It’s always noisy in Seema’s house, but it’s mostly happy noises. Her son is three years old and is always up to some sort of mischief. The TV is always tuned in to the news or the sports channels that her husband loves to watch. Her domestic helper is the chatty kind, adding to the general noise of the cooker, the washing machine, and the sound of clanging vessels, with her own gossip about the neighbours.
They live above a busy street and even during this pandemic, the constant hum of the traffic below reaches their windows.
The phones ringing, the mixer running, her son riding his bicycle indoors … all together it is mayhem, but the happy, domestic mayhem of any young household.
Between all of these noises, Seema sits at her laptop, finishing her report (which was due yesterday) with perfect concentration. A meeting and two emails later, she will make lunch for her family.
Between chopping up the coriander and setting the table, Seema remembers what she had noticed this morning. She was in the shower and there was a lump, or what seemed like a lump, in her left breast. Seema was not sure what it was. There was no pain at all, but just something a little heavy … just then her son tells her that he is hungry and she puts her thoughts aside and begins to serve the food.
Later that evening, in her bedroom, Seema tries to feel the lump again.
Cancer? Suddenly, the noise seems to have stopped. It’s almost as if everything is silent. Seema can’t hear anything except the pounding of her heart.
She tries to calm herself. It’s impossible. How can it be cancer? Must be a milk cyst. Her sister used to get these milk cysts earlier … but something inside her is not convinced.
She settles down for an online meeting with her colleagues the next morning. While she is waiting for the meeting to start, she quickly googles “lump in breast”. The search results make her want to slam her laptop shut. She closes that tab and continues with the meeting.
That night, after everyone is asleep, Seema sits up in bed with her phone. She’s not sure what’s worse, not knowing or knowing. But she finally takes a deep breath and googles again, “lump in breast”.
She spends the next hour scanning through the numerous websites that provide a list of symptoms and risk factors of breast cancer. She grows more confident that she does not have cancer.
Why? Just look at the symptoms of breast cancer:
Seema is almost relieved. She only has the second symptom, and none of the others. 1/8 is not bad!
And then look at the list of the people who are likely to have breast cancer:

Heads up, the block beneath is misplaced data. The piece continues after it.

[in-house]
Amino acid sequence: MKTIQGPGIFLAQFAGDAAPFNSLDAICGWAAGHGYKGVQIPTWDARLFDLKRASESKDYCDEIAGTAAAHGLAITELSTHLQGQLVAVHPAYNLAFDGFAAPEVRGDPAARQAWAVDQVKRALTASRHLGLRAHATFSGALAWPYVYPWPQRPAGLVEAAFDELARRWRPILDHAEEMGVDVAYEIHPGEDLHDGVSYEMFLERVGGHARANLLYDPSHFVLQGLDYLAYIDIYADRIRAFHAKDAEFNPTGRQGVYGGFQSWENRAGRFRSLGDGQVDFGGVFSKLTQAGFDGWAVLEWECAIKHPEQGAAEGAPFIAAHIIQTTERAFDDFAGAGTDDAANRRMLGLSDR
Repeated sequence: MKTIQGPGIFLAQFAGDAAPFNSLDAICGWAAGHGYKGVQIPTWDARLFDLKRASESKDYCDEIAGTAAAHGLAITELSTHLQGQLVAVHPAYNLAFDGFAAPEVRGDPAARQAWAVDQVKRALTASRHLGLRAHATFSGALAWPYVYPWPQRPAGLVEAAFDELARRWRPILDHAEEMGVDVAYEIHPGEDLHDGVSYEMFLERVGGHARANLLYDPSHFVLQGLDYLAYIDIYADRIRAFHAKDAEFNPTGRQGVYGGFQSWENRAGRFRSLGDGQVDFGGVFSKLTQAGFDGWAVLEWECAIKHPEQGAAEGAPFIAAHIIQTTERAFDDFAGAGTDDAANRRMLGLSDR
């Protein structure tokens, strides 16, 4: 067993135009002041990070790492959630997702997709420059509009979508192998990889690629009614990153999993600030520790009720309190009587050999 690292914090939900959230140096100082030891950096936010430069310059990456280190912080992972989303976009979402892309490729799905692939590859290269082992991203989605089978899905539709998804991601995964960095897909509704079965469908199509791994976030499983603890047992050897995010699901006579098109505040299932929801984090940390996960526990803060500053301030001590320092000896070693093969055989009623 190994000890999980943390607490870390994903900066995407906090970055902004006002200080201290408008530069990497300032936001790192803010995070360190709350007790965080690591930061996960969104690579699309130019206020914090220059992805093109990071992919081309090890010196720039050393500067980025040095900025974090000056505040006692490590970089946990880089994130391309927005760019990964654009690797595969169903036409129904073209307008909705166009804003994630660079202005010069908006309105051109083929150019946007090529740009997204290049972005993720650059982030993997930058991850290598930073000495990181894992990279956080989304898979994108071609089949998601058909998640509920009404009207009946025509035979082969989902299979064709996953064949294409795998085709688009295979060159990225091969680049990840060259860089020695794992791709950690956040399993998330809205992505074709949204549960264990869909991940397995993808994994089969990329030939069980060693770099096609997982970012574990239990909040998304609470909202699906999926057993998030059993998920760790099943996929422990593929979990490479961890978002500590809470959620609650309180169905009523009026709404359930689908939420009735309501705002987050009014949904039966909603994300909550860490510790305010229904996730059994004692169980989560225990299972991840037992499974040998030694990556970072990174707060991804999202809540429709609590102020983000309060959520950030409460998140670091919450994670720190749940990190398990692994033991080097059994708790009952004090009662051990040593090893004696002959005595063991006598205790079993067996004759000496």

Not even one of these is true for Seema. 0/10! So it can’t be cancer for sure. What a relief! She can go to sleep in peace now.
She shuts her eyes to sleep, but deep down there is still that nagging feeling. If it’s not cancer, then what is it?
Another week goes by before she finally decides to tell her husband about the lump. He is as confused as she is. “How can it be a milk cyst”, he asks, “Didn’t you stop breastfeeding a couple of years back?”
Seema agrees. Maybe not a milk cyst, but not cancer either. Then, what?
It’s more than a month before her husband asks her if the lump has gone now. No, it’s still there. She feels it and a wave of panic hits her. Does it feel bigger? She must be imagining it. No, it does feel a little bigger than the last time.
“Better go show it to a doctor today,” her husband says. At least once the doctor tells you that it is nothing, you can stop worrying about it.
“I’ll go next week,” Seema says, “I’ve got some work to finish today and ..”
“Just go and get it done. There will always be work to finish.”
She agrees and reluctantly books an appointment with her gynecologist.
Her gynecologist physically examines her breasts and finds the lump.
Finally, Seema pours out the questions that have been on her mind for months now:
The doctor writes out a prescription for two tests:
Noticing the panic on Seema’s face, her doctor explains, “These are very simple procedures, Seema. It will get done in a couple of hours. You don’t have to be admitted for these. You don’t even have to prepare for these in any way, so you can get them done as soon as possible.”
“A sonomammography is just a breast ultrasound. It’s a bit like getting an x-ray done. They get you to lie down on a bed and apply a gel on your breast. Then, they use a probe to scan your breast and armpit area. It does not hurt at all.”
“But what about the biopsy, doctor? Isn’t that an operation?”
“Not at all. We will use a needle to extract a small tissue from the lump, so that we can understand what it is. There will be no operation. You can go back home as soon as it is done. It will just take an hour or so.”
Seema agrees to get both the tests done immediately. The reports will be with her in 5 to 7 days. After that, this mystery will finally be solved.
What will the reports say? What’s your guess?
You can read the next part of Seema’s story here.
Watch Dr Rohan Khandelwal explain the symptoms of breast cancer here.